The news company added, "The Sun has huge admiration for Ben Stokes and we were delighted to celebrate his sporting heroics this summer. He was contacted prior to publication and at no stage did he or his representatives ask us not to publish the story."

#BoycottTheSun and Nick Parker

Tweeps posted largely against the publication with the hashtags #BoycottTheSun and #dontbuythesun which were trending in the United Kingdom for some time.

Online users also reposted old news about the reporter who filed the story for The Sun.

In 2014 Nick Parker, chief foreign correspondent at The Sun, was found guilty of handling a mobile phone that had been stolen from Labour MP Siobhain McDonagh. He was sentenced to a three-month jail term, suspended for 12 months, for the offence.

England and Wales Cricket (ECB) Chief Executive Tom Harrison has now said Stokes has the full support of “the whole sport and the country”.

“We, like the wider sporting world, are disgusted and appalled at the actions taken in revealing the tragic events from Ben’s past,” BBC Sport quoted Harrison as saying in an ECB statement.

“We are saddened that an intrusion of this magnitude was deemed necessary in order to sell newspapers or secure clicks. Ben’s exploits at Lord’s and Headingley cemented his place in cricket history this summer - we are sure the whole sport, and the country, stands behind him in support.’’

Earlier, England and Manchester United footballer Marcus Rashford also came out in support of Stokes and tweeted: “Disappointing to see this. Ben Stokes has been huge for sport this summer. He and his family deserve better.”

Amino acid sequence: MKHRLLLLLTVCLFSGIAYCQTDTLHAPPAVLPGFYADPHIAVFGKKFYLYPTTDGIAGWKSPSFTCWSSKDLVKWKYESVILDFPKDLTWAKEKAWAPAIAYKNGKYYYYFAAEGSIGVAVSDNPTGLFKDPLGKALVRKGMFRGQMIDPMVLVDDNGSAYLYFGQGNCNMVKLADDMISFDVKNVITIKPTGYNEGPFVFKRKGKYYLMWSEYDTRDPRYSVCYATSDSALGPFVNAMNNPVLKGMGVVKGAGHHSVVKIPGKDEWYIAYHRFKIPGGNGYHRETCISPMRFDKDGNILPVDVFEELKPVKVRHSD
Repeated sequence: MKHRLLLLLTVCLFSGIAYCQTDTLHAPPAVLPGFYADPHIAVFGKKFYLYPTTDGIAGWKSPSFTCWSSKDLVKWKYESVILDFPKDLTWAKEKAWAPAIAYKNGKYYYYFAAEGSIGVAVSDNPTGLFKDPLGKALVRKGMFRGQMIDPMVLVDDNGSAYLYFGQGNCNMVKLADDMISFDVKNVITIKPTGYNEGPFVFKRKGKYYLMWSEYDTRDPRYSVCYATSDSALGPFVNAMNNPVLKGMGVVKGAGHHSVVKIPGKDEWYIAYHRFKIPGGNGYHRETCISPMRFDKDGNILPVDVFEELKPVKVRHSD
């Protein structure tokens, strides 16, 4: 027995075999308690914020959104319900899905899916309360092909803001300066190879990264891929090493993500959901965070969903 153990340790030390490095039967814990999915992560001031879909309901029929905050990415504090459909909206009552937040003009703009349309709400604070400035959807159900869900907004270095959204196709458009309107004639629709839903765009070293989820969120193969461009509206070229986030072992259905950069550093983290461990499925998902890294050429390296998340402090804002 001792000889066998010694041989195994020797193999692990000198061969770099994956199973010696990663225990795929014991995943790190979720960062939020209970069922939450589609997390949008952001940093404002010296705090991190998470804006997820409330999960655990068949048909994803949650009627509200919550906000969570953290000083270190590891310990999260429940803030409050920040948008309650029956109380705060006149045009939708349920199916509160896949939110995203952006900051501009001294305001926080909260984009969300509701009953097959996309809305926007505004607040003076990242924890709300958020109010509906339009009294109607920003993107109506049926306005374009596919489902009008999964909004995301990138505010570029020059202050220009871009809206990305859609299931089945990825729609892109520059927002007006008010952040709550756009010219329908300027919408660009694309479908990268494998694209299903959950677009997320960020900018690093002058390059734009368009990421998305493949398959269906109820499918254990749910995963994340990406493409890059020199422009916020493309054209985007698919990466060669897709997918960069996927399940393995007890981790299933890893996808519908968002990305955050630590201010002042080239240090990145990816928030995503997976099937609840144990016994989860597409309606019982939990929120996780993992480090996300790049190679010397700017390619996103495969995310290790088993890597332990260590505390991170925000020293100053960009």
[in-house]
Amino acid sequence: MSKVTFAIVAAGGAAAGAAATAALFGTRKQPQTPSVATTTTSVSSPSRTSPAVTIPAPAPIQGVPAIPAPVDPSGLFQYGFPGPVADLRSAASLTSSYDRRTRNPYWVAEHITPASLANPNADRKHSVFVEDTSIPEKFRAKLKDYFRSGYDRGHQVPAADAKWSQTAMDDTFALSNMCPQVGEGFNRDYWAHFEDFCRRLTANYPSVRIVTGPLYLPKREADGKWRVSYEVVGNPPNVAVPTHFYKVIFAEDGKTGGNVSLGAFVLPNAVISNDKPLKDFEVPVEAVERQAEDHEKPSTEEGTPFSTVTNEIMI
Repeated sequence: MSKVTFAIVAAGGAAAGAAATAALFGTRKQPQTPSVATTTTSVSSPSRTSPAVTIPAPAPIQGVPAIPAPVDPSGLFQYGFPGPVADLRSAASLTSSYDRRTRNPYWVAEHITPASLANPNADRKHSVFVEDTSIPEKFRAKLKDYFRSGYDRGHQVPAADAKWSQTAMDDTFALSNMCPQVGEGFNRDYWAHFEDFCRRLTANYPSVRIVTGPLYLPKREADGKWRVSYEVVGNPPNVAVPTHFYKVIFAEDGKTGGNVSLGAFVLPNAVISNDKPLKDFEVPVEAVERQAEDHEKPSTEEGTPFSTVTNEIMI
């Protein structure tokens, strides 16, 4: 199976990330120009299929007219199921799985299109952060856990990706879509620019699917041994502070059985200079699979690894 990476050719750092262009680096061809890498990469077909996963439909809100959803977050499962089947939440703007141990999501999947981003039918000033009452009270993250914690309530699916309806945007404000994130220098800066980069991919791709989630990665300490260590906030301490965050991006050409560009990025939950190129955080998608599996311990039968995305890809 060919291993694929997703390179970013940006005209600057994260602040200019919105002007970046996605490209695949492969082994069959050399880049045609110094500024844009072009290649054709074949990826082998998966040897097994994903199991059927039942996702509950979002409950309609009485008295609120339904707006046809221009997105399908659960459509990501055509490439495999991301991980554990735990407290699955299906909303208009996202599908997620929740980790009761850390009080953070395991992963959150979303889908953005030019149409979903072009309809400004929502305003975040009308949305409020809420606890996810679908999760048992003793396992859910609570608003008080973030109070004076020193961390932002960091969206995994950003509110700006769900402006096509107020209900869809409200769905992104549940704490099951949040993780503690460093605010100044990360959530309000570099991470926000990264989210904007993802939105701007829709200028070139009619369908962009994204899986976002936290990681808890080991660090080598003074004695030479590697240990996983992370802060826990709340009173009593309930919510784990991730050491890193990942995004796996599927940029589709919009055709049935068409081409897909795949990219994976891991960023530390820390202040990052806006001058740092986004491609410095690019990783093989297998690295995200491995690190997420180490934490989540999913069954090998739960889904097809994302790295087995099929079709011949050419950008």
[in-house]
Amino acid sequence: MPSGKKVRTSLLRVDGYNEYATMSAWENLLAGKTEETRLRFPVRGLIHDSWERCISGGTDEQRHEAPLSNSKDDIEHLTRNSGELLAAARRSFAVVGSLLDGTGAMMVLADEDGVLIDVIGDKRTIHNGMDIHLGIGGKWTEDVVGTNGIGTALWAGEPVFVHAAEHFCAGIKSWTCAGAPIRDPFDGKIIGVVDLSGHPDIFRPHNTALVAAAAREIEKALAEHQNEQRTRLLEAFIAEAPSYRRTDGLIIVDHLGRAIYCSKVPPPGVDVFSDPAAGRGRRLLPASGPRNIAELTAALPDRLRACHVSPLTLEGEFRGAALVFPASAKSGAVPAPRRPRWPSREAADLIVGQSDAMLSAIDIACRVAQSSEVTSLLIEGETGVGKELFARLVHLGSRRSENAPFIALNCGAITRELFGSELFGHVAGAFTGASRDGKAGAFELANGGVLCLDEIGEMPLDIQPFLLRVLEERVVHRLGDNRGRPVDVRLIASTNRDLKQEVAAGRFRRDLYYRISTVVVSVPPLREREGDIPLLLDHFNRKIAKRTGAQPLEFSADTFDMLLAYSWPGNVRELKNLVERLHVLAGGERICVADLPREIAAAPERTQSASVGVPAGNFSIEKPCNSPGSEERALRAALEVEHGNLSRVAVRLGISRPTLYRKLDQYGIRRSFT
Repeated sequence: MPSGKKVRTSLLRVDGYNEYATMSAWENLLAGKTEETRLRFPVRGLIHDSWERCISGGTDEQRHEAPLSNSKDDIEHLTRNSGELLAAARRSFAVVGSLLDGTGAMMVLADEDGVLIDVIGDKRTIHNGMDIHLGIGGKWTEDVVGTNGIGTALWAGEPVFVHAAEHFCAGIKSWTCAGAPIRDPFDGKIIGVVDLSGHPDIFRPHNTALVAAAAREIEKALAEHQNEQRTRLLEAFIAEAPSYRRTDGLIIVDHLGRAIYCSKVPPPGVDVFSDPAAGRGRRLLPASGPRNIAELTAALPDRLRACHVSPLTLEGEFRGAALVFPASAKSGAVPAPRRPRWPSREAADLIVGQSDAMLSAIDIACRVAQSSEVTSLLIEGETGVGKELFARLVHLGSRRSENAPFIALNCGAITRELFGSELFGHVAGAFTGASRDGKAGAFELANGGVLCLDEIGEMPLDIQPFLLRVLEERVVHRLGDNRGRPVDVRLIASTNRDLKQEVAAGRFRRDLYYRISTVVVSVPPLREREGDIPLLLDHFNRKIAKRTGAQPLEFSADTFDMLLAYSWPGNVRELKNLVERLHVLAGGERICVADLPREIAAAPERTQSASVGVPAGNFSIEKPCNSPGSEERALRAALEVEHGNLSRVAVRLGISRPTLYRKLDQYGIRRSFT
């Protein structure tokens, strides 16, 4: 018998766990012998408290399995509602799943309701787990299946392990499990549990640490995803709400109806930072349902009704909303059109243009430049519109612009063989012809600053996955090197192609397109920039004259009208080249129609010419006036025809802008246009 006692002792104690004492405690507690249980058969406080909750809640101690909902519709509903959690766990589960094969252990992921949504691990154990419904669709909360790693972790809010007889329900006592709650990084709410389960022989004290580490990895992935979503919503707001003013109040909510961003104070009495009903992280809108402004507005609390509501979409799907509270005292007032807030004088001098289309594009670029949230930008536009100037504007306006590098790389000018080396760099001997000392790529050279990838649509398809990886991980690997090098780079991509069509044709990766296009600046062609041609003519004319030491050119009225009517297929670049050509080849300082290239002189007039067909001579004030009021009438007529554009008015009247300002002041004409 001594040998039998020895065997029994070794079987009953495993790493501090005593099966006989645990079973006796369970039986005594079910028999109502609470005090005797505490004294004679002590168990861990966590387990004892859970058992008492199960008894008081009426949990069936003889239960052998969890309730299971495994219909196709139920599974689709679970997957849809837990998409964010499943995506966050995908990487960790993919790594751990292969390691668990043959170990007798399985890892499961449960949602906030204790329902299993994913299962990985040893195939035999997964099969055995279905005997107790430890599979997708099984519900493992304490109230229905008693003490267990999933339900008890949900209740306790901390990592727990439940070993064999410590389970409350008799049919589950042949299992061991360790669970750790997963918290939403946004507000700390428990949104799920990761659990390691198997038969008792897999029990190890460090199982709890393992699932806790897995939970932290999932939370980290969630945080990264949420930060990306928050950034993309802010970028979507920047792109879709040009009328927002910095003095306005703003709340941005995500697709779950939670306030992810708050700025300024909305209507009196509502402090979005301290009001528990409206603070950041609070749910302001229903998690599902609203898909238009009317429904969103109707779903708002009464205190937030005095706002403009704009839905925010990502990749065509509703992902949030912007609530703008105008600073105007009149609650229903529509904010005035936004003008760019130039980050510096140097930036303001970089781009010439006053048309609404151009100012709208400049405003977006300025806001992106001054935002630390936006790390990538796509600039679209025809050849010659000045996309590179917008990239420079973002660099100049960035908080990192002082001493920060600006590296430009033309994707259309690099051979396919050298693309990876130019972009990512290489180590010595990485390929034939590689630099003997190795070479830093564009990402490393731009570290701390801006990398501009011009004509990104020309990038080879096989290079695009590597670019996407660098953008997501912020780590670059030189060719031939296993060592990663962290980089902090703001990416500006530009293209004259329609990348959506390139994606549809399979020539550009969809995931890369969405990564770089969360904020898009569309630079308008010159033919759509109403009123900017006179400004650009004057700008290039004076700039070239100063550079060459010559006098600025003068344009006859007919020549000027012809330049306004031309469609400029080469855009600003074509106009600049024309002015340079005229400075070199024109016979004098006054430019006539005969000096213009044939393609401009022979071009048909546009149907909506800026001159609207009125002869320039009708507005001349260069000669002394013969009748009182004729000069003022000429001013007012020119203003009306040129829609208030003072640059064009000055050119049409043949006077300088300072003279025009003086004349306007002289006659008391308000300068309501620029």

Who is Ben Stokes? The “Special One”

Benjamin Andrew Stokes was born on June 4, 1991 to Deb and Gerard Stokes in New Zealand. Born in Christchurch with Maori ancestry, Stokes moved to Britain at the age of 12 when his father – a former Kiwi rugby league international – got a job as a coach for Workington in northwest England.

His parents eventually moved back to Christchurch along with his brothers in 2013 – and as a schoolboy, Stokes had considered following in his father’s footsteps and pursuing a career in rugby. Instead, England is where that Stokes learnt the game and began playing club cricket for local teams at the age of 15 and becoming an all-rounder who bowls right-arm fast-medium pace and bats left-handed.

Ben Stokes
Ben Stokes Image Credit: AFP

He was soon playing for the county side Durham, making his debut as a teenager and later appearing for England at Under-19 level. His aggressive batting as a left-hander, the lively pace of his bowling and the heroics on the field all became a delight for his home team – and Stokes finally made his debut for England in August 2011.

After a stunning performance in the 2019 Cricket World Cup, Sir Ian Botham hailed Stokes as English cricket’s “Special One” and told the all-rounder that his miraculous innings at Headingley will change his life forever.

Since his debut, Stokes has broken several cricket records in a mere eight years.

An attacking middle-order batsman, he holds the record for England’s fastest ever Test double-century, the fastest Test match 250, and the highest score for a Test batsman batting at number six. He also holds the record for the most runs scored by an individual batsman in the morning session of a Test match. Stokes also became the highest-paid overseas player in the history of the Indian Premier League in 2017, fetching a record contract of more than $2 million.

With inputs from agencies